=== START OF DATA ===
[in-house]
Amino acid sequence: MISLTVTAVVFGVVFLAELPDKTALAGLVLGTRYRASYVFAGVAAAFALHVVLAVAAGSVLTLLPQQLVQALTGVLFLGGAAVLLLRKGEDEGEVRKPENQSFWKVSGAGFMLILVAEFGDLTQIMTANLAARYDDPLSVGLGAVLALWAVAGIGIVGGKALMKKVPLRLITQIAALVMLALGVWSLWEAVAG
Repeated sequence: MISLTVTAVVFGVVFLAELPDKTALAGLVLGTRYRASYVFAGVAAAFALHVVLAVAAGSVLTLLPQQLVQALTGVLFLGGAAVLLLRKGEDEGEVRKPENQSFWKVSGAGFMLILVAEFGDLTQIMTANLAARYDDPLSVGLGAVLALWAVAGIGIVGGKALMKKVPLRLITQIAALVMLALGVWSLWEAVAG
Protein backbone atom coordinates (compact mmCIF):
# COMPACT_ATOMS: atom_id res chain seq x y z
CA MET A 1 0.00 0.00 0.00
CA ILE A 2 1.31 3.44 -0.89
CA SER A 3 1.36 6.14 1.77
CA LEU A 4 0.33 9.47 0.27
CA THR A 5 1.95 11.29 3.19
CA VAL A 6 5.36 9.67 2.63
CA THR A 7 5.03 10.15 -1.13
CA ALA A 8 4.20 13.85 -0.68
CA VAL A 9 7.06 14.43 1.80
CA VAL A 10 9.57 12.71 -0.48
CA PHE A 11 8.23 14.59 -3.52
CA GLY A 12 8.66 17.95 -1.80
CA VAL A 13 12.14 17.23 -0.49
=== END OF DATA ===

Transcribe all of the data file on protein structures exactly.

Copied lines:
[in-house]
Amino acid sequence: MISLTVTAVVFGVVFLAELPDKTALAGLVLGTRYRASYVFAGVAAAFALHVVLAVAAGSVLTLLPQQLVQALTGVLFLGGAAVLLLRKGEDEGEVRKPENQSFWKVSGAGFMLILVAEFGDLTQIMTANLAARYDDPLSVGLGAVLALWAVAGIGIVGGKALMKKVPLRLITQIAALVMLALGVWSLWEAVAG
Repeated sequence: MISLTVTAVVFGVVFLAELPDKTALAGLVLGTRYRASYVFAGVAAAFALHVVLAVAAGSVLTLLPQQLVQALTGVLFLGGAAVLLLRKGEDEGEVRKPENQSFWKVSGAGFMLILVAEFGDLTQIMTANLAARYDDPLSVGLGAVLALWAVAGIGIVGGKALMKKVPLRLITQIAALVMLALGVWSLWEAVAG
Protein backbone atom coordinates (compact mmCIF):
# COMPACT_ATOMS: atom_id res chain seq x y z
CA MET A 1 0.00 0.00 0.00
CA ILE A 2 1.31 3.44 -0.89
CA SER A 3 1.36 6.14 1.77
CA LEU A 4 0.33 9.47 0.27
CA THR A 5 1.95 11.29 3.19
CA VAL A 6 5.36 9.67 2.63
CA THR A 7 5.03 10.15 -1.13
CA ALA A 8 4.20 13.85 -0.68
CA VAL A 9 7.06 14.43 1.80
CA VAL A 10 9.57 12.71 -0.48
CA PHE A 11 8.23 14.59 -3.52
CA GLY A 12 8.66 17.95 -1.80
CA VAL A 13 12.14 17.23 -0.49